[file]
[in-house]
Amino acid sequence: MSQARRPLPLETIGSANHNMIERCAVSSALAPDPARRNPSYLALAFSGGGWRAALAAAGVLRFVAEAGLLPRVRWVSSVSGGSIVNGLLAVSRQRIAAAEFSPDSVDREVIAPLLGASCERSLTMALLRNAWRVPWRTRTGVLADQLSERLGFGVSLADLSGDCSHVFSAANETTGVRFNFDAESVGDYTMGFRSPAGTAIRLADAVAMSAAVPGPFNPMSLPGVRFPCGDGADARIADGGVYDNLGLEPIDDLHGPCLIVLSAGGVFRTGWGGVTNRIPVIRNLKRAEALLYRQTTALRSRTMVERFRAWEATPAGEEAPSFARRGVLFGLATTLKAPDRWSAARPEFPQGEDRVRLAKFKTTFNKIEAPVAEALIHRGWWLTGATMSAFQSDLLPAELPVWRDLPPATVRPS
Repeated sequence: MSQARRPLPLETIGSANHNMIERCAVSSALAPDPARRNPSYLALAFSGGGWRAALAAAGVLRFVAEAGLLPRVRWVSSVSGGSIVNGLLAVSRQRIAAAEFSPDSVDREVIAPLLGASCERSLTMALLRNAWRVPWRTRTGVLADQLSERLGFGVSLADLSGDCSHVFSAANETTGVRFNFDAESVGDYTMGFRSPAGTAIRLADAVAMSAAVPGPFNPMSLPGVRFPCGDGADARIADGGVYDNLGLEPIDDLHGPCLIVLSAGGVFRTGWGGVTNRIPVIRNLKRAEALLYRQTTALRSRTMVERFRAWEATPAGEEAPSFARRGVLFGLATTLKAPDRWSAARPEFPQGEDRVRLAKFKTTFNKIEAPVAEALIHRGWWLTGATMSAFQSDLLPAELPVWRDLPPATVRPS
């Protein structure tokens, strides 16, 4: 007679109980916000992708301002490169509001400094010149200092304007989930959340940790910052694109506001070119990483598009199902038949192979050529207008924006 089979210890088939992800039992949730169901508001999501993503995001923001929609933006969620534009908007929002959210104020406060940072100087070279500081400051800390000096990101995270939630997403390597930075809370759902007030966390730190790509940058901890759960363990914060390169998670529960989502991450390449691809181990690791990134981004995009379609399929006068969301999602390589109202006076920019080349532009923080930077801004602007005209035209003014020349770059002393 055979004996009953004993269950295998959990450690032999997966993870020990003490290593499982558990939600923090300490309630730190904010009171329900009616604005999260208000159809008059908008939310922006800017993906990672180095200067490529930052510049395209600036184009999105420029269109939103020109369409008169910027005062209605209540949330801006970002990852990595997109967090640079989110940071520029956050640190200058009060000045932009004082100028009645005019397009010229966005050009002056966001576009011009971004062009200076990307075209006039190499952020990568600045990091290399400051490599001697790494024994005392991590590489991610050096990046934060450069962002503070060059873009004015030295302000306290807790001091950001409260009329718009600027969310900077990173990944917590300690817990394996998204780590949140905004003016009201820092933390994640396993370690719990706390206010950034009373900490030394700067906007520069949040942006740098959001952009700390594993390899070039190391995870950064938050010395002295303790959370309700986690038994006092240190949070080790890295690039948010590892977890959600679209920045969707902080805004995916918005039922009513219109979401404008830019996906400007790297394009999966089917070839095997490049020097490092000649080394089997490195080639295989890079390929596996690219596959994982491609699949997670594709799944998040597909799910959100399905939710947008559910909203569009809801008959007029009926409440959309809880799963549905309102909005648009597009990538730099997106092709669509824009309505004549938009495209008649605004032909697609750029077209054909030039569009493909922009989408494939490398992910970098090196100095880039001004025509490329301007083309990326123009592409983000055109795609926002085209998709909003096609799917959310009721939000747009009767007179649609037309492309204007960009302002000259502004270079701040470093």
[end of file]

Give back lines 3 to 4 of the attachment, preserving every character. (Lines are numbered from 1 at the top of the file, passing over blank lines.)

Repeated sequence: MSQARRPLPLETIGSANHNMIERCAVSSALAPDPARRNPSYLALAFSGGGWRAALAAAGVLRFVAEAGLLPRVRWVSSVSGGSIVNGLLAVSRQRIAAAEFSPDSVDREVIAPLLGASCERSLTMALLRNAWRVPWRTRTGVLADQLSERLGFGVSLADLSGDCSHVFSAANETTGVRFNFDAESVGDYTMGFRSPAGTAIRLADAVAMSAAVPGPFNPMSLPGVRFPCGDGADARIADGGVYDNLGLEPIDDLHGPCLIVLSAGGVFRTGWGGVTNRIPVIRNLKRAEALLYRQTTALRSRTMVERFRAWEATPAGEEAPSFARRGVLFGLATTLKAPDRWSAARPEFPQGEDRVRLAKFKTTFNKIEAPVAEALIHRGWWLTGATMSAFQSDLLPAELPVWRDLPPATVRPS
């Protein structure tokens, strides 16, 4: 007679109980916000992708301002490169509001400094010149200092304007989930959340940790910052694109506001070119990483598009199902038949192979050529207008924006 089979210890088939992800039992949730169901508001999501993503995001923001929609933006969620534009908007929002959210104020406060940072100087070279500081400051800390000096990101995270939630997403390597930075809370759902007030966390730190790509940058901890759960363990914060390169998670529960989502991450390449691809181990690791990134981004995009379609399929006068969301999602390589109202006076920019080349532009923080930077801004602007005209035209003014020349770059002393 055979004996009953004993269950295998959990450690032999997966993870020990003490290593499982558990939600923090300490309630730190904010009171329900009616604005999260208000159809008059908008939310922006800017993906990672180095200067490529930052510049395209600036184009999105420029269109939103020109369409008169910027005062209605209540949330801006970002990852990595997109967090640079989110940071520029956050640190200058009060000045932009004082100028009645005019397009010229966005050009002056966001576009011009971004062009200076990307075209006039190499952020990568600045990091290399400051490599001697790494024994005392991590590489991610050096990046934060450069962002503070060059873009004015030295302000306290807790001091950001409260009329718009600027969310900077990173990944917590300690817990394996998204780590949140905004003016009201820092933390994640396993370690719990706390206010950034009373900490030394700067906007520069949040942006740098959001952009700390594993390899070039190391995870950064938050010395002295303790959370309700986690038994006092240190949070080790890295690039948010590892977890959600679209920045969707902080805004995916918005039922009513219109979401404008830019996906400007790297394009999966089917070839095997490049020097490092000649080394089997490195080639295989890079390929596996690219596959994982491609699949997670594709799944998040597909799910959100399905939710947008559910909203569009809801008959007029009926409440959309809880799963549905309102909005648009597009990538730099997106092709669509824009309505004549938009495209008649605004032909697609750029077209054909030039569009493909922009989408494939490398992910970098090196100095880039001004025509490329301007083309990326123009592409983000055109795609926002085209998709909003096609799917959310009721939000747009009767007179649609037309492309204007960009302002000259502004270079701040470093």